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Salsa star Marc Anthony wiped out the competition at the Billboard Latin Music Awards at the Bank United Center in Miami. The 45-year-old New York City native, who was previously married to fellow Latin superstar Jennifer Lopez, took home 10 awards, including Artist of the Year.

For his single, “Vivir mi Vida,” he won Hot Latin Song of the Year, Latin Pop Song of the Year, Digital Song of the Year, Airplay Song of the Year as well as Tropical Song of the Year. He also won Top Latin Album of the Year and Tropical album of the Year for “3.0.



Paul McCartney has added major concerts in August at two of California’s iconic baseball venues as part his ongoing “Out There Tour.”

McCartney is set to perform at the 56,000-seat Dodger Stadium in Los Angeles on Aug. 10 before heading up north to perform at 70,000-seat Candlestick Park in San Francisco and Aug. 14.

The shows are of historic significance to Beatles fans as that group gave its final performance at Candlestick on Aug. 29, 1966, before retiring to life as a studio-only band (except for their unannounced Jan. 30, 1969 five-song set on the roof of their Apple Records offices in the heart of London).

San Francisco elected officials and city management and stadium officials worked with the 71-year-old Beatle and his team for more than a year to make the event happen. It will be the final show at Candlestick before the stadium is demolished.

There is one place, however, that Sir Paul will be returning to anytime soon. In light of the Russian invasion of Ukraine, McCartney, a lifelong civil rights activist, has no Russian concerts on his agenda. McCartney toured Russia in 2003 and had tea with President Vladimir Putin before Putin attended his concert in Moscow’s Red Square.

Britain’s Mirror reports that McCartney met secretly recently in Los Angeles with members of Russian activist rockers Pussy Riot, who were imprisoned for a couple years for protesting Putin and his administration.

In addition, last November, McCartney sent Putin a personal letter requesting the release of 28 imprisoned Greenpeace International campaigners and two freelance journalists. The next month, five were subsequently freed, and on Christmas Day last year, charges were dropped against them all.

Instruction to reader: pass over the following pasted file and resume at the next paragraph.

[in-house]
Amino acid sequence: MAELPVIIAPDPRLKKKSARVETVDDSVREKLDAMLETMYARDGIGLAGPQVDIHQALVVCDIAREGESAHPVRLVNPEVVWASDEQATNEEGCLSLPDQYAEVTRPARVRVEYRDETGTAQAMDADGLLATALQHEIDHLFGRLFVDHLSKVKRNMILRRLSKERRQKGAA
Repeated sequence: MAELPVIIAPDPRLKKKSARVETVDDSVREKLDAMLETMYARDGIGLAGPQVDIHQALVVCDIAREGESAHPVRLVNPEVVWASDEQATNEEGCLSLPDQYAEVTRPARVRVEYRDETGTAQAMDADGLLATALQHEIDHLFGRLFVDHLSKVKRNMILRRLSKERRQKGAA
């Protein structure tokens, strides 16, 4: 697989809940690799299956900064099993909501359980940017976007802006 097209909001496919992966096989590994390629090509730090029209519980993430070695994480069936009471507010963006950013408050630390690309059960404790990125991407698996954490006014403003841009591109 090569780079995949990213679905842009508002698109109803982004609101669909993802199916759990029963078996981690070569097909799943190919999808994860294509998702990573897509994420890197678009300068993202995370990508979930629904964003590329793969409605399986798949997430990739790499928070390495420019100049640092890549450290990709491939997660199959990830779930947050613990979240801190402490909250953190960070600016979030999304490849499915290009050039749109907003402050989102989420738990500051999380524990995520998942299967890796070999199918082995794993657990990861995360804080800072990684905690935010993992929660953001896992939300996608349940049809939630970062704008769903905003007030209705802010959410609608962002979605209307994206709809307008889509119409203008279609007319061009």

Bluegrass queen Alison Kraus, with her band Union Station, will reschedule dates of her tour with Willie Nelson, according to her website.

The seven canceled or postponed dates from May 1-18 are all in the South.

Krauss and Union Station released their first album in 1989, but to many pop and rock fans, Krauss’s claim to fame came in 2007 when she teamed with Led Zeppelin singer Robert Plant on the platinum album, “Raising Sand,” which won five Grammy’s, including Album of the Year.



Among the recently released albums, digital reissues, MP3 downloads and deluxe box sets are “Supernova,” the fifth studio album from soft folk-pop singer-songwriter Ray LaMontagne, this one produced by The Black Keys Dan Auerback and recorded at his Nashville studio; “Indie Cindy,” a compilation of recent EPs by The Pixies, is the Boston alt-rock outfit’s first album in 23 years; and “Most Messed Up,” a dozen tracks, many explicit, from raucous Dallas alt-country bar band The Old 97’s.

“Everyday Robots,” the first official solo album from Blur and Gorillaz leader Damon Albarn; the 11-track “Phosphorescent Harvest” is the first solo studio album in a decade from The Black Crowes frontman, Southern hippie Chris Robinson; “Inspirato” by Greek New Age keyboardist-composer Yanni, sees lyrics added to his biggest hits and sung by opera greats Placido Domingo, Renee Fleming and many others; and “Song in My Head” is the first album in nine years from psychedelic country-bluegrass sextet The String Cheese Incident and is produced by former Talking Heads keyboardist-guitarist Jerry Harrison.


“The Complete Atco Singles,” 19 tracks from psychedelic 60’s heavy metal pioneers Vanilla Fudge leads off with their biggie, their take on The Supremes’ hit, “You Keep Me Hangin On” and includes and extended two-part cover of Donovan’s “Season of the Witch” and Lee Hazlewood’s psychedelic pop song, “Some Velvet Morning” and the Noel Harrison hit, “Windmills of Your Mind”; a remastered 2-CD, “The Black Messiah,” from 1970 by famed jazz and bop also saxman Cannonball Adderley, who suffered a fatal stroke in 1975 at age 46; a 50-song, 2-CD set, “Ridin’ Your Way: The Lost Transcripts for Tiffany Music 1946-47” from country swing legend Bob Wills and His Texas Playboys, includes “You Are My Sunshine”; and “Mano a Mano: Tangos” from 74-year-old Mexican Ranchera superstar Vicente Fernandez.


Blu-Rays and DVDs include “The Allman Brothers 40/40th Anniversary Show Live At The Beacon Theatre” was filmed on Mar. 26, 2009 at the venerable 2,894-seat NYC venue that opened in 1929; “The Rise and Fall of The Clash” features new interviews with Mick Jones and archival interviews with Joe Strummer and other band members; and “35th Anniversary Tour Live from Poland,” 21 songs from Toto’s 2013 worldwide jaunt.

Steve Smith writes a new Classic Pop, Rock and Country Music News column every week. Contact him by email at Classicpopmusicnews@gmail.com.



Posted by jackallday